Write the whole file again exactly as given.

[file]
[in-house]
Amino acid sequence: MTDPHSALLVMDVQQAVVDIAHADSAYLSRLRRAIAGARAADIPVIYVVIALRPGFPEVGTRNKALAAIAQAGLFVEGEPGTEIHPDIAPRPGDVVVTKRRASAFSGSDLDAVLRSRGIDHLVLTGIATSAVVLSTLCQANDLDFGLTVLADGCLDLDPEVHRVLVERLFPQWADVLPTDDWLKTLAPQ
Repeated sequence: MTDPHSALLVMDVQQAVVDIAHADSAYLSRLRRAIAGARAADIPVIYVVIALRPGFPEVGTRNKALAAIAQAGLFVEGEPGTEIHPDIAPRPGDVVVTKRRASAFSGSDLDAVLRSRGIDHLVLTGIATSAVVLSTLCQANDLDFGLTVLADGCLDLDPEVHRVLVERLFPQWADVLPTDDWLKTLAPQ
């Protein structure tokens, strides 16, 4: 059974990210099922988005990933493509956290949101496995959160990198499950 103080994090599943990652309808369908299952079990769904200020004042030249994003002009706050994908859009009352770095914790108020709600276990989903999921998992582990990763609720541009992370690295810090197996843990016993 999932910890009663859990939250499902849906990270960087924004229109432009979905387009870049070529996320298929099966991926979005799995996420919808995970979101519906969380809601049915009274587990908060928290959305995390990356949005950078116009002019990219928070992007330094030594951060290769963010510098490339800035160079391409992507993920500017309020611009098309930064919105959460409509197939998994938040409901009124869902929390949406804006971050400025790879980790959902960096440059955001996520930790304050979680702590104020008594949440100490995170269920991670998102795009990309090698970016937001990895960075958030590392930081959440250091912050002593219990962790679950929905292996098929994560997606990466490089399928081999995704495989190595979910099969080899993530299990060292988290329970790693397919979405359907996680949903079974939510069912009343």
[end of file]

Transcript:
[in-house]
Amino acid sequence: MTDPHSALLVMDVQQAVVDIAHADSAYLSRLRRAIAGARAADIPVIYVVIALRPGFPEVGTRNKALAAIAQAGLFVEGEPGTEIHPDIAPRPGDVVVTKRRASAFSGSDLDAVLRSRGIDHLVLTGIATSAVVLSTLCQANDLDFGLTVLADGCLDLDPEVHRVLVERLFPQWADVLPTDDWLKTLAPQ
Repeated sequence: MTDPHSALLVMDVQQAVVDIAHADSAYLSRLRRAIAGARAADIPVIYVVIALRPGFPEVGTRNKALAAIAQAGLFVEGEPGTEIHPDIAPRPGDVVVTKRRASAFSGSDLDAVLRSRGIDHLVLTGIATSAVVLSTLCQANDLDFGLTVLADGCLDLDPEVHRVLVERLFPQWADVLPTDDWLKTLAPQ
């Protein structure tokens, strides 16, 4: 059974990210099922988005990933493509956290949101496995959160990198499950 103080994090599943990652309808369908299952079990769904200020004042030249994003002009706050994908859009009352770095914790108020709600276990989903999921998992582990990763609720541009992370690295810090197996843990016993 999932910890009663859990939250499902849906990270960087924004229109432009979905387009870049070529996320298929099966991926979005799995996420919808995970979101519906969380809601049915009274587990908060928290959305995390990356949005950078116009002019990219928070992007330094030594951060290769963010510098490339800035160079391409992507993920500017309020611009098309930064919105959460409509197939998994938040409901009124869902929390949406804006971050400025790879980790959902960096440059955001996520930790304050979680702590104020008594949440100490995170269920991670998102795009990309090698970016937001990895960075958030590392930081959440250091912050002593219990962790679950929905292996098929994560997606990466490089399928081999995704495989190595979910099969080899993530299990060292988290329970790693397919979405359907996680949903079974939510069912009343």